Hyperpigmentation on the lips is very common and has a variety of causes. It is normally harmless and occurs when excess melanin forms deposits in the skin, causing dark patches on the lips. If the hyperpigmentation is extensive or stark compared to the rest of the lip then this can be a source of cosmetic concern for some people. There is no shortage of beauty products that offer to lighten dark lips but not all are as effective as they claim to be. In this article we take a deep dive into the causes of lip hyperpigmentation and review all effective treatment options.
What Causes Hyperpigmentation on Lips?
Lip hyperpigmentation is a condition where certain parts of the lips develop a darker colour compared to the nearby areas. This can either be a diffuse darkening or more localised dark spots on the lip. This is a not harmful condition usually and is mainly a cosmetic issue. However, sometimes lip hyperpigmentation can sometimes be a sign of an underlying health condition. That’s why its important to be aware of the causes and seek medical advice if there are any worrying changes.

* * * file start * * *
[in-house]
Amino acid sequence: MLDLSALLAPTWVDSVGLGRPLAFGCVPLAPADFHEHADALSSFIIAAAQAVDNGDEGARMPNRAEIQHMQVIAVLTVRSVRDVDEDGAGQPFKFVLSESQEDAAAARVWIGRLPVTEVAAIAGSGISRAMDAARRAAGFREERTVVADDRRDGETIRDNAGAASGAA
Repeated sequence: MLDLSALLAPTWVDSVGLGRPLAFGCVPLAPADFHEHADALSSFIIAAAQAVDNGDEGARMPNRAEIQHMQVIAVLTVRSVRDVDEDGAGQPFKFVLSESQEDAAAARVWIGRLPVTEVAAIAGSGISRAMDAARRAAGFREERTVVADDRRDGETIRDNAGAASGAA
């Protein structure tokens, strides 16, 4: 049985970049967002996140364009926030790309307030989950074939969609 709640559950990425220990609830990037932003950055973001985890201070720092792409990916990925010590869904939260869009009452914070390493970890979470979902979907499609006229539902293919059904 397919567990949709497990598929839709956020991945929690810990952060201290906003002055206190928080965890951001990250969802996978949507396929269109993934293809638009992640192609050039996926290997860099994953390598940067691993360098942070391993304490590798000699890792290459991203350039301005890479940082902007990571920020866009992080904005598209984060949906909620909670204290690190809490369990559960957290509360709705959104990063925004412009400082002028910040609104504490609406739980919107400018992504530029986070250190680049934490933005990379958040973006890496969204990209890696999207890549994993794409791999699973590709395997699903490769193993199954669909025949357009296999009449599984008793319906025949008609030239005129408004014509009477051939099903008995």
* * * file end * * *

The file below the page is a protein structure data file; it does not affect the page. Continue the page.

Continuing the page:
The hyperpigmentation occurs when there’s an over production of melanin. This is the pigment responsible for the colour of our skin including the lips. When the lips become hyperpigmented, it’s usually a gradual process. The areas of higher melanin can form patches, spots, or cover the entire lip. The colour can range from light brown to nearly black, depending on the amount of melanin produced and the your natural skin tone. Several factors can trigger this excess melanin production and leading to darker areas on the lips. Below we take a closer look at the most common causes of uneven darkening of the lips.